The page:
Earlier this month, the Electronic Frontier Foundation asked the US Patent and Trademark Office to turn down six broad, bogus patents on 3D printing that could pave the way for even more patent-trolling on the emerging field of 3D printing. They worked with the Cyberlaw Clinic at Harvard’s Berkman Center for Internet and Society and Ask Patents, as well as with its own supporters to gather evidence on the prior art that invalidates these applications. It's part of a larger project to systematically challenge patents in emerging fields -- next up is mesh networks -- providing a layer of vigilance and common sense atop the reckless and indifferent patent office.
Here are copies of what we submitted to the Patent Office. The good news is that so far, the Patent Office has accepted our submissions (because of that, if you're thinking of making your own preissuance submissions, you might want to use these as a model). Now we wait to see whether our input influences the examiners.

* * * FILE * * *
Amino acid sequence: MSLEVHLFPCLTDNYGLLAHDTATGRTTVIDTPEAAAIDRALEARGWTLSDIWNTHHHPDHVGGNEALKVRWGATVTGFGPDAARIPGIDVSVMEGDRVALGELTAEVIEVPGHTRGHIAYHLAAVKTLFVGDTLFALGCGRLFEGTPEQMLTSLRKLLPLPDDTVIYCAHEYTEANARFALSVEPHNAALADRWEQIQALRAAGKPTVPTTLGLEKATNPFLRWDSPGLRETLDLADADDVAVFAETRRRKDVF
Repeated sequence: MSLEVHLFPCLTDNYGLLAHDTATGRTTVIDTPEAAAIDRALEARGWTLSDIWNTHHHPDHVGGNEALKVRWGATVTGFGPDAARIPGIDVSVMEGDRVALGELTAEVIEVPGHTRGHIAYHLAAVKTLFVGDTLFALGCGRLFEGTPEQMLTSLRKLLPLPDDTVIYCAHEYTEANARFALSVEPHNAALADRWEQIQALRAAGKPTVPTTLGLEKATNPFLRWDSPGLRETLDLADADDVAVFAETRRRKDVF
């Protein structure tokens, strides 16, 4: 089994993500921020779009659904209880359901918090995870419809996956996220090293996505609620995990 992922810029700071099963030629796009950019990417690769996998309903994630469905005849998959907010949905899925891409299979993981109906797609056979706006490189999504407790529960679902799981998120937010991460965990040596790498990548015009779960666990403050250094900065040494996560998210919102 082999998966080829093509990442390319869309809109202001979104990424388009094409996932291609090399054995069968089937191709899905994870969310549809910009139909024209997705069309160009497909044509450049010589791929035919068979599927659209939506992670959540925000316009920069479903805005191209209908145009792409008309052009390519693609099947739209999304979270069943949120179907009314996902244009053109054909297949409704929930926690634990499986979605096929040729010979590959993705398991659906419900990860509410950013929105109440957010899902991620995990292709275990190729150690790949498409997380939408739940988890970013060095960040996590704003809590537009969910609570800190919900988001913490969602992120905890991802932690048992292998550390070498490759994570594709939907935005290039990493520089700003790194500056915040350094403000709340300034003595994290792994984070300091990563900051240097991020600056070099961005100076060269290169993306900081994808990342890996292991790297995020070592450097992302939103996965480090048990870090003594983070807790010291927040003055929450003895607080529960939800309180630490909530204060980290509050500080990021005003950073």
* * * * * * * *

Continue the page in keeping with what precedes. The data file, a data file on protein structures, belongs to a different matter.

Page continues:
Our work doesn’t stop here. Next we’re going to investigate a number of pending applications that impact mesh networking technology—another area with an extremely active open development community and with tremendous potential. We’ll be asking you to help us again soon. Stay tuned!
Just one more way that EFF is making the future a better one.
I write books. My latest is a YA science fiction novel called Homeland (it's the sequel to Little Brother). More books: Rapture of the Nerds (a novel, with Charlie Stross); With a Little Help (short stories); and The Great Big Beautiful Tomorrow (novella and nonfic). I speak all over the place and I tweet and tumble, too.